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Re: [cdt-dev] Future of Managed Build

A google doc or is fine, someone should link it from the wiki. I have been using for the call minutes and I quite like it.


On Wed., Feb. 19, 2020, 14:45 Jan Baeyens, <jan@xxxxxxxxxx> wrote:
I wanted to update the wiki and it seems a new policy is in place and I
need to provide personal data among that my home adress, .... to update
the wiki.
I'm not sure I want to do that.
Can we document the future of managed build somewhere else?

Op 11/02/2020 om 16:05 schreef Jan Baeyens:
> Hi All,
> I'm really happy to see the interest in this topic keeps going :-)
> Catching up after a holiday and reading through the thread I'm
> registering following common understandings:
> 1:We are using different languages and this makes communication
> difficult.
> 2:We are talking at different levels
> business/architectural/analytical/implementation and this makes
> communication difficult.
> 3:We are using a mail list and this makes communication difficult.
> 4:We all have very different backgrounds and have different models in
> our heads and this makes communication difficult.
> So time to level up :-)
> Like Jonah proposed I'll try to make a new page at
> which should help with 3 and 4
> The first things I want to add are a problem domain description and a
> use case diagram.
> I think these 2 will help tackle the 2 first items and the format
> should help on the 3th and 4th. Note these are business level (like
> creating a new toolchain) thingies and are completely implementation
> agnostic.
> Question: As I no longer have licences for the tools I used to use and
> eclipse marketplace returns plenty of UML tools .... any advice on a
> free and good UML tool?
> Best regards
> Jantje
> PS: For some of you "problem domain description" and "use case
> diagram" may sound really difficult but they are in fact very simple
> things to get to a common understanding of "what we are talking about"
> (problem domain)  and "what to expect" (use case diagram).
> PPS I realize I have been adding to the confusion by using "model"
> instead of "an example of a diagram based on the model"
> Op 11/02/2020 om 7:24 schreef sergei.kovalchuk@xxxxxxxxxx:
>> Hi All,
>> I support the idea to try to use the modeling frameworks for the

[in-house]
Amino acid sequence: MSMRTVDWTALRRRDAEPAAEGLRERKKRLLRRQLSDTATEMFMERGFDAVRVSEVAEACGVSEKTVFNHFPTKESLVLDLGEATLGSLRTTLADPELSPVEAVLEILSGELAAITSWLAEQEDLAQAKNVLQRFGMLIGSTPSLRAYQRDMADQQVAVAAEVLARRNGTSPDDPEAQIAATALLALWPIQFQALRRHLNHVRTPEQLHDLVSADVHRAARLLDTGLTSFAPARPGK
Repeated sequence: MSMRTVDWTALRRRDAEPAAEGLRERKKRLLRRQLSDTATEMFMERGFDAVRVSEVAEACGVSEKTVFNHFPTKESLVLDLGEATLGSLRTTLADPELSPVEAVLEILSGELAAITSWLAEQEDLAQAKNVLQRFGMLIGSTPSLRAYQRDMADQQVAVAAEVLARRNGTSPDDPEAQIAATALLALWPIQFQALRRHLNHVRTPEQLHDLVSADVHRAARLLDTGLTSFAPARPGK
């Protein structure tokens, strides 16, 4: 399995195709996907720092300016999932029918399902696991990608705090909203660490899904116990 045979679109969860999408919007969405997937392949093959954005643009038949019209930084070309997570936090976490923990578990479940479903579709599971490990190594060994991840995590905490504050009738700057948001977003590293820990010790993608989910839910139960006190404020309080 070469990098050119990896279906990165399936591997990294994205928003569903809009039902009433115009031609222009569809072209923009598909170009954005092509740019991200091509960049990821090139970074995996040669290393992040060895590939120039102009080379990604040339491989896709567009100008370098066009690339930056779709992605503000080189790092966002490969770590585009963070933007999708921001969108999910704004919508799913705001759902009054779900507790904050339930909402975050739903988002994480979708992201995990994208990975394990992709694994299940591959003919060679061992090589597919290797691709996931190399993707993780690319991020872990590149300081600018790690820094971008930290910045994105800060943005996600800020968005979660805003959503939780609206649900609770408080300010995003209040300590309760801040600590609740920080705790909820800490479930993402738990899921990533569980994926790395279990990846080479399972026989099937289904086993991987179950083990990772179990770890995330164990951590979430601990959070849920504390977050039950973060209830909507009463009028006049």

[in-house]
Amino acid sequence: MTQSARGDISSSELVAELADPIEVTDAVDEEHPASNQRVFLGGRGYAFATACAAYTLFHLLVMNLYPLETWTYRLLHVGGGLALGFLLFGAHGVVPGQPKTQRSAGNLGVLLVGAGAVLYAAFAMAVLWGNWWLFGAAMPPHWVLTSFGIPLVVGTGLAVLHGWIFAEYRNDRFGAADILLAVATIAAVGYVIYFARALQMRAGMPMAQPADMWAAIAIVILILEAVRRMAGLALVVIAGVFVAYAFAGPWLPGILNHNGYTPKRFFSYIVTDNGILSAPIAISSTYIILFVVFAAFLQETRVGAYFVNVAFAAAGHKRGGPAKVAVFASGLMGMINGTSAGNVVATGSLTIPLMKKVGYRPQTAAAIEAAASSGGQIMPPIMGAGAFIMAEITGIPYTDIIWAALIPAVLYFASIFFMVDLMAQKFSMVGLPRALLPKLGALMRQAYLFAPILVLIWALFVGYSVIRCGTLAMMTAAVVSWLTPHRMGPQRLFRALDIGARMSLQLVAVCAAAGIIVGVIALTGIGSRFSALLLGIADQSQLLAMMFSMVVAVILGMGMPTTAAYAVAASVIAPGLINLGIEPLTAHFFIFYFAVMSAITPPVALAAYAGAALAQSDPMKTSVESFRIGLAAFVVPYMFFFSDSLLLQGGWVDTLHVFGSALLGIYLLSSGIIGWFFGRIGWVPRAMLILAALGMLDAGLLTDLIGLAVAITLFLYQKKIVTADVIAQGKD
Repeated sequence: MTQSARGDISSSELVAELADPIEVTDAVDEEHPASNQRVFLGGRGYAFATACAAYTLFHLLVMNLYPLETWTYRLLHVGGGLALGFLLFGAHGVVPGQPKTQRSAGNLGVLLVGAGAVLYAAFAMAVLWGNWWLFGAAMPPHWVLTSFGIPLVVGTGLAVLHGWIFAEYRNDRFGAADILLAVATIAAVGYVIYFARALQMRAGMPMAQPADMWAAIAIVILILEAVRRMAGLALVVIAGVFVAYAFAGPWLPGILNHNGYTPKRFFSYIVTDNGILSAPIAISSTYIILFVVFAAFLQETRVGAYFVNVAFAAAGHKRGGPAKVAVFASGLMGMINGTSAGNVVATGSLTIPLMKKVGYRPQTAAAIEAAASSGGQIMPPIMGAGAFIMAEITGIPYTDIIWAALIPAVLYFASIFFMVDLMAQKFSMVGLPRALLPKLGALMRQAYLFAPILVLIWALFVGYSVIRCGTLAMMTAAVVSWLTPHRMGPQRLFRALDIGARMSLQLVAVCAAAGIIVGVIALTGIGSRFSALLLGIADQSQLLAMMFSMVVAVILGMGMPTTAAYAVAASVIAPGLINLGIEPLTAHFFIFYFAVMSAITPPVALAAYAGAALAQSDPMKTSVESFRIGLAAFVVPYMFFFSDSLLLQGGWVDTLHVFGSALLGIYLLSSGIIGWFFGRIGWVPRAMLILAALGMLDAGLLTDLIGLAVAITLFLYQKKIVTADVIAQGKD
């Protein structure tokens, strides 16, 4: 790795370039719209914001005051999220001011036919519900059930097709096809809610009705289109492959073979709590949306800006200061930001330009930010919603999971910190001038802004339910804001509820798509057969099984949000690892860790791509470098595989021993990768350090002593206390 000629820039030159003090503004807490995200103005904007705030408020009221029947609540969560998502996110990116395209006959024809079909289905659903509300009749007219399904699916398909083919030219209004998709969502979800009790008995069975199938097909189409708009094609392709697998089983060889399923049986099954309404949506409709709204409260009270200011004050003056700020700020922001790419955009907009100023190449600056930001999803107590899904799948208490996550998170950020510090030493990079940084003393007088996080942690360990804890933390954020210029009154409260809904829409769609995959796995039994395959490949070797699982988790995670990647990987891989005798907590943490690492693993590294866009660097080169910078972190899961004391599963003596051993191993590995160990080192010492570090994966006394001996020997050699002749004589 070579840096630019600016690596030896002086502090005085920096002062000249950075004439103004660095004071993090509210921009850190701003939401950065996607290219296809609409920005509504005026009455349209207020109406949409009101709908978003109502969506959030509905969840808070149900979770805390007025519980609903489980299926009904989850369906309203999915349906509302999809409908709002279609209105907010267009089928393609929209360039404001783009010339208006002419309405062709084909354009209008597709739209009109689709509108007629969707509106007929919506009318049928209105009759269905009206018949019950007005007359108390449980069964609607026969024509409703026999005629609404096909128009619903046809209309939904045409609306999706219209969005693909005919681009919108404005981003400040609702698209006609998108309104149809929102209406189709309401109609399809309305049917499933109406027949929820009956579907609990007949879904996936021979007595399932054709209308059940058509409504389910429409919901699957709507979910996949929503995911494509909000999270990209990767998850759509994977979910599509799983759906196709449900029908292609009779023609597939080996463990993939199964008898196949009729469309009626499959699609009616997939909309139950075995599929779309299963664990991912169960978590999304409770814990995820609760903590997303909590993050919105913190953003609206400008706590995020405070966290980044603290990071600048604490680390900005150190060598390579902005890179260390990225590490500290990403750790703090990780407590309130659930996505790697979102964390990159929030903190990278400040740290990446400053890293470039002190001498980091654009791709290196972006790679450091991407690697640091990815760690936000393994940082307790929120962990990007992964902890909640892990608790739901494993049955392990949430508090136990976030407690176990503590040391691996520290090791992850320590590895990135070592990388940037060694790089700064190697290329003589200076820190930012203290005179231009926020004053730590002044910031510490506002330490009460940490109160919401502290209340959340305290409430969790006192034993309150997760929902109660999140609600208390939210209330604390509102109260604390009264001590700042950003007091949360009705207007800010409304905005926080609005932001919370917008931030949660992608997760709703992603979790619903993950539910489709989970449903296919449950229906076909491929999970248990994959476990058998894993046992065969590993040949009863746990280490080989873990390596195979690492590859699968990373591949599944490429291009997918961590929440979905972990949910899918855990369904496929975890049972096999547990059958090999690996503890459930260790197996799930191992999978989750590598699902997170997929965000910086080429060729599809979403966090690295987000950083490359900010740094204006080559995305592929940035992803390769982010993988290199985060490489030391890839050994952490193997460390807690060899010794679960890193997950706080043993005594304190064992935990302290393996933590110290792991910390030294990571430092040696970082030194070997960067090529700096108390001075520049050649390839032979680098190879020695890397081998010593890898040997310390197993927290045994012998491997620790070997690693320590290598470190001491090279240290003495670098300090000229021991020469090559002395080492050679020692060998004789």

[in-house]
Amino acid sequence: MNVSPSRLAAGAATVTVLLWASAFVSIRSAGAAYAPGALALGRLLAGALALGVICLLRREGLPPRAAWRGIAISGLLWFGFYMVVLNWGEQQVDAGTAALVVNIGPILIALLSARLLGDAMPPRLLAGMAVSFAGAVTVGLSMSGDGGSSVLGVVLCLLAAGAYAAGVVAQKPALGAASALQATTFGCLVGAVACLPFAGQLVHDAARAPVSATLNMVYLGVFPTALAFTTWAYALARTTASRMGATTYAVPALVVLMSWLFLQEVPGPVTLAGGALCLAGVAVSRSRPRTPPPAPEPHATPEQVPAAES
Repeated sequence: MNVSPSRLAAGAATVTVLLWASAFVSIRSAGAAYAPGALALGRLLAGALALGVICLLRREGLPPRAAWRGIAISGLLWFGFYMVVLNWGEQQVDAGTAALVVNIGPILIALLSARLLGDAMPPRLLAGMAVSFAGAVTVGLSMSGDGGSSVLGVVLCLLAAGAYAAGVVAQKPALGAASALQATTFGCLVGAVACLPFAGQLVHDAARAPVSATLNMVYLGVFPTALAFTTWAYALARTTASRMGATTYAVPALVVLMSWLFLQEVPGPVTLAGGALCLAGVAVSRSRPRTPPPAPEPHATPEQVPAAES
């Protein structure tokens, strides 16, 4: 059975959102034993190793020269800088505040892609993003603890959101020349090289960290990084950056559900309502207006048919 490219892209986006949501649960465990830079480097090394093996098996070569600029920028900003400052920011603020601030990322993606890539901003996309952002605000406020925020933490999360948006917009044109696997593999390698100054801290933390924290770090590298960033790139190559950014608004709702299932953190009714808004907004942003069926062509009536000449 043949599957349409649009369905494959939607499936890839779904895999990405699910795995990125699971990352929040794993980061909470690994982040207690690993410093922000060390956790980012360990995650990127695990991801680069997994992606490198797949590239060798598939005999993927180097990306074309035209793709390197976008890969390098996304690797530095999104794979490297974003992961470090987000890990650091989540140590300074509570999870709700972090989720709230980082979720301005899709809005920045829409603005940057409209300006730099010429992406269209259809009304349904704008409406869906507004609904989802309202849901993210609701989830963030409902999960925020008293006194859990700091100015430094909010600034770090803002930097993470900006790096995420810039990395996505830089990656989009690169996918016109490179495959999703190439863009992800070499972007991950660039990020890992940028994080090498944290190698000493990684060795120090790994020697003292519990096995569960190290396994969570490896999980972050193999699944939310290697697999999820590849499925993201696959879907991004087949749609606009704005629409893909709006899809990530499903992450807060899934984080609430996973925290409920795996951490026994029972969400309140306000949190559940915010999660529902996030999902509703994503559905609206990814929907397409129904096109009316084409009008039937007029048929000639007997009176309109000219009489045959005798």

>> management project build. On my life experience in the IDE and Tool
>> productization, the modeling part at a first look is a little bit
>> complex.
>> But as a result, using EMF and Xtext approach allow experts to focus
>> on Project codebase details, instead of "where" and "how" I should it
>> define.
>> In other words, I expect from the "modeling",  decrease time on
>> development and maintenance and at the same time some clear and
>> flexible way of definition for builders, toolchains, options etc.
>> BR,
>> Sergei Kovalchuk.
>> On 2020-02-11 08:39, Alexander Fedorov wrote:
>>> Hi Marc-André,
>>> EMF and Xtext, and Eclipse Platform itself are all to switch from
>>> re-inventing the standard existing solution to focusing on
>>> domain-specific problems. And the current CDT source base is the
>>> perfect illustration of that kind of "re-inventing" - it contains a
>>> lot of over-verbose code with wrong usages of the platform, which
>>> required enormous effort to be created and wants even more to be
>>> supported.
>>> Java itself was also good to mention: the idea to isolate memory
>>> management released so much energy that it was successful despite the
>>> initial performance problems. Generally, the idea to separate
>>> expertise is quite effective if we can establish "experience exchange"
>>> between different expertise areas.
>>> And this is exactly what we are looking for: C/C++ experts can
>>> formulate "what" should be done for platform/modeling experts who can
>>> find better way "how" to make it happen. The result should be
>>> extensible enough: i.e. it should be easy to write a textual
>>> configuration file (target definition, toolchain definition, etc.)
>>> using simple text editor without any "Java coding" or "Eclipse coding"
>>> at all.
>>> Regards,
>>> AF
>>> 11.02.2020 0:39, Marc-Andre Laperle пишет:
>>>> HI,
>>>> I haven’t followed all of the details of the thread closely but
>>>> one thing to consider is the barrier of entry for extenders who want
>>>> to plug into managed build. Using something like EMF or Xtext is
>>>> probably more elegant from the point of view of an
>>>> enthusiast/professional Eclipse developer but most C/C++ developers,
>>>> embedded developers, etc are already put off by writing Java so I
>>>> have small concerns adding another layer of abstraction through
>>>> those framework. In an ideal world, I would be curious to see
>>>> Managed Build be “modelled" only in pure Java with very small
>>>> extension points. In any case, I personally won’t need Managed
>>>> build or have time to contribute to it so all I can contribute is a
>>>> general feeling towards it :)
>>>> With this said, I do think EMF and Xtext are cool technologies.
>>>> Marc-André